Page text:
When I worked at BBC Bush House (1968-71) we had clean feeds of Radio 1, 2, 3 & 4, plus audio channels for BBC 1 and BBC 2 TV. Enterprising staff in the Central Tape Room would record Top of the Pops, Pick of the Pops, Top Gear, and other music shows every week at 15ips on 10.5" reels and stash them on a special shelf. Then on the night shift you could find a few tape ends, splice them together into a full reel, make a high-speed copy of anything you were interested in, and take it home. As long as it didn't get out of hand, management turned a blind eye - things were a lot more casual at the BBC then.

So around June 1970 I made copies of a couple of John Peel shows and spliced up a compilation of tracks I liked, complete with his intros. I still have the tape, about 80 minutes, and digitized it some years ago. For anyone interested, the 130MB MP3 file can be downloaded from my server:
http://ftldesign.com/images/Top-Gear-Compilation-1970-BB.mp3

Bill

bakker_be
2017-12-13, 13:24
When I worked at BBC Bush House (1968-71) we had clean feeds of Radio 1, 2, 3 & 4, plus audio channels for BBC 1 and BBC 2 TV. Enterprising staff in the Central Tape Room would record Top of the Pops, Pick of the Pops, Top Gear, and other music shows every week at 15ips on 10.5" reels and stash them on a special shelf. Then on the night shift you could find a few tape ends, splice them together into a full reel, make a high-speed copy of anything you were interested in, and take it home. As long as it didn't get out of hand, management turned a blind eye - things were a lot more casual at the BBC then.

So around June 1970 I made copies of a couple of John Peel shows and spliced up a compilation of tracks I liked, complete with his intros. I still have the tape, about 80 minutes, and digitized it some years ago. For anyone interested, the 130MB MP3 file can be downloaded from my server:
http://ftldesign.com/images/Top-Gear-Compilation-1970-BB.mp3

Bill

I'll take you up on that offer, thanks a lot!

ftlight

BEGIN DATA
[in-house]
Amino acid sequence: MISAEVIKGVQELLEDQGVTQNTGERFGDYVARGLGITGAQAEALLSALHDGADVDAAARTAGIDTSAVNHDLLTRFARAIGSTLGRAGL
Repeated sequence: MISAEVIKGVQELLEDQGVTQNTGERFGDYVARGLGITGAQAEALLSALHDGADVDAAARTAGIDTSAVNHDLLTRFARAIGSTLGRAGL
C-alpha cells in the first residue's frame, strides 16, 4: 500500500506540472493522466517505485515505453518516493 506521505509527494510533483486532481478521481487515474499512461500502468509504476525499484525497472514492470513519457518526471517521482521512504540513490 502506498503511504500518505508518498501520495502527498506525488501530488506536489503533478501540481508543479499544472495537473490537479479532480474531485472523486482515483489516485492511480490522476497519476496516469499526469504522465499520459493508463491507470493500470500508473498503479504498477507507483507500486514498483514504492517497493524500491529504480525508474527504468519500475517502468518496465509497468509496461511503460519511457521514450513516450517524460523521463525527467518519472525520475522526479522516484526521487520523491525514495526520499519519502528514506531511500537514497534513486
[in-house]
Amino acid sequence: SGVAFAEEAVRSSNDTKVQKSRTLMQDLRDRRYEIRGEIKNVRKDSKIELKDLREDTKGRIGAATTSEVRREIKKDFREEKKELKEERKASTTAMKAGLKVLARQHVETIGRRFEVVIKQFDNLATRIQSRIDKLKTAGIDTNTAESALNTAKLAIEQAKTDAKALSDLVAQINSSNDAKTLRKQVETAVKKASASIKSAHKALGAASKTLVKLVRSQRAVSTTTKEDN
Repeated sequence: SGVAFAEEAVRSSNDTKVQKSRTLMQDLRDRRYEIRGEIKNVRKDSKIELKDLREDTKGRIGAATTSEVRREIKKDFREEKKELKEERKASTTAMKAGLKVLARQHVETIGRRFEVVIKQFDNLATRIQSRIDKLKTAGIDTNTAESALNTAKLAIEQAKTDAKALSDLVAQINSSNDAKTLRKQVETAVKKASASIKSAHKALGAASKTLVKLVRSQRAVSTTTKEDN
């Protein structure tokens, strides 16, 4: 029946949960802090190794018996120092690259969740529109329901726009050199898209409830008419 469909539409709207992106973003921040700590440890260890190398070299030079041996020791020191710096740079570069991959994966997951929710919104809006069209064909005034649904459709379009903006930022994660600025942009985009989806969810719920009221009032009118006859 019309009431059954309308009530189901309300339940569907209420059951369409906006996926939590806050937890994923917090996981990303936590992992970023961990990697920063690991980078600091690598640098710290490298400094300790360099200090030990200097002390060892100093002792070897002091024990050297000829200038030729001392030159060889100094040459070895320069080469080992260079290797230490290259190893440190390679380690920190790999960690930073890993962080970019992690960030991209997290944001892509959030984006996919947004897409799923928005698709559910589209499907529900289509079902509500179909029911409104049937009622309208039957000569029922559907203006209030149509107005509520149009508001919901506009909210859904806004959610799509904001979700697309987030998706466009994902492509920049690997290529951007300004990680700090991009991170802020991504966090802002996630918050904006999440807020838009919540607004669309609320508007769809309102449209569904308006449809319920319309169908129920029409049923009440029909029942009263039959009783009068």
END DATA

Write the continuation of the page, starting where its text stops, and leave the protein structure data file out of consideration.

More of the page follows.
2017-12-13, 16:01
I'll take you up on that offer, thanks a lot!

Hope you enjoy my John Peel tape!

If you're amused by his attempts to pronounce "bransle" (an early-baroque dance), here's how it should be done:
http://www.pronunciationguide.info/sounds/bransle.mp3

pablolie
2017-12-13, 22:48
Interesting thread.

I nearly asked about Spotify use patterns in the audiophile forum. Is it sacrilege? :-)

I am what many would call an "audiophile", yet I *adore* Spotify. Their collection is amazing, audio quality is great (shut up you "I could only listen to the mouse fart in a corner of the studio in the 192/24 HD re-issue" people :-D), and convenient as hell. I have a huge collection of music, and Spotify these days probably covers 80% of it. Awesome. It means I basically wasted over $25k+ on stuff I could get for $10 a month. Do the math. I love my 1TB music collection but if I was starting off... it'd be Spotify playlists. There are only about 5 albums where I can or care to tell a difference between MP3 and uncompressed, really. :-D

Using Spotify is not selling out. It's just about embracing a convenient way when it comes to enjoying a huge choice of quality music. Which is why we embraced CDs initially, no vinyl temperamental stuff (which some people embrace and love now again, not me, ever again; but to each their own).

I'll keep buying music, but Spotify or whatever follows is there to stay in my arsenal for sheer convenience, and convenience tends to win out in the end - because isn't that why we adopted SB and a digitized music collection to begin with?

bakker_be
2017-12-14, 03:19
Interesting thread.

I nearly asked about Spotify use patterns in the audiophile forum. Is it sacrilege? :-)

I am what many would call an "audiophile", yet I *adore* Spotify. Their collection is amazing, audio quality is great (shut up you "I could only listen to the mouse fart in a corner of the studio in the 192/24 HD re-issue" people), and convenient as hell. I have a huge collection of music, and Spotify these days probably covers 80% of it. Awesome. It means I basically wasted over $25k on stuff I could get for $10 a month. Do the math. I love my 1TB music collection but if I was starting off... it'd be Spotify playlists. There are only about 5 albums where I can or care to tell a difference between MP3 and uncompressed.